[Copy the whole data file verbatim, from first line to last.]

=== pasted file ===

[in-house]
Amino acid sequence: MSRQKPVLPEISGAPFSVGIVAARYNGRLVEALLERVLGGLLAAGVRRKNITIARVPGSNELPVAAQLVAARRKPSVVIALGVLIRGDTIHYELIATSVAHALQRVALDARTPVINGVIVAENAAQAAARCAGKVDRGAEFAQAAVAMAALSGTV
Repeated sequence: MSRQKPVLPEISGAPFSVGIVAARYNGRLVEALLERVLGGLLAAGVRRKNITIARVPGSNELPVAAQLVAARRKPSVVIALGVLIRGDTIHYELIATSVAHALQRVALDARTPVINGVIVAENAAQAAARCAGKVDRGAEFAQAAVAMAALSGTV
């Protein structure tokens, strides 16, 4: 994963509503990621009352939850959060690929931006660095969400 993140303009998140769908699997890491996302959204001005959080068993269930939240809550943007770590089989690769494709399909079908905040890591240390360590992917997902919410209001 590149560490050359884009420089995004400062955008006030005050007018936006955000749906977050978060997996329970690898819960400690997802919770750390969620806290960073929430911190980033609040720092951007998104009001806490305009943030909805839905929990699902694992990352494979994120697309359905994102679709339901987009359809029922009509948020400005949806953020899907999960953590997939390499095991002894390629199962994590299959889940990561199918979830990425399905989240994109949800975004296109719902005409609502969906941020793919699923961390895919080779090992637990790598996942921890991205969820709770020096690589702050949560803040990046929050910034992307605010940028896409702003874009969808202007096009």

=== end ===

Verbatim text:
[in-house]
Amino acid sequence: MSRQKPVLPEISGAPFSVGIVAARYNGRLVEALLERVLGGLLAAGVRRKNITIARVPGSNELPVAAQLVAARRKPSVVIALGVLIRGDTIHYELIATSVAHALQRVALDARTPVINGVIVAENAAQAAARCAGKVDRGAEFAQAAVAMAALSGTV
Repeated sequence: MSRQKPVLPEISGAPFSVGIVAARYNGRLVEALLERVLGGLLAAGVRRKNITIARVPGSNELPVAAQLVAARRKPSVVIALGVLIRGDTIHYELIATSVAHALQRVALDARTPVINGVIVAENAAQAAARCAGKVDRGAEFAQAAVAMAALSGTV
């Protein structure tokens, strides 16, 4: 994963509503990621009352939850959060690929931006660095969400 993140303009998140769908699997890491996302959204001005959080068993269930939240809550943007770590089989690769494709399909079908905040890591240390360590992917997902919410209001 590149560490050359884009420089995004400062955008006030005050007018936006955000749906977050978060997996329970690898819960400690997802919770750390969620806290960073929430911190980033609040720092951007998104009001806490305009943030909805839905929990699902694992990352494979994120697309359905994102679709339901987009359809029922009509948020400005949806953020899907999960953590997939390499095991002894390629199962994590299959889940990561199918979830990425399905989240994109949800975004296109719902005409609502969906941020793919699923961390895919080779090992637990790598996942921890991205969820709770020096690589702050949560803040990046929050910034992307605010940028896409702003874009969808202007096009």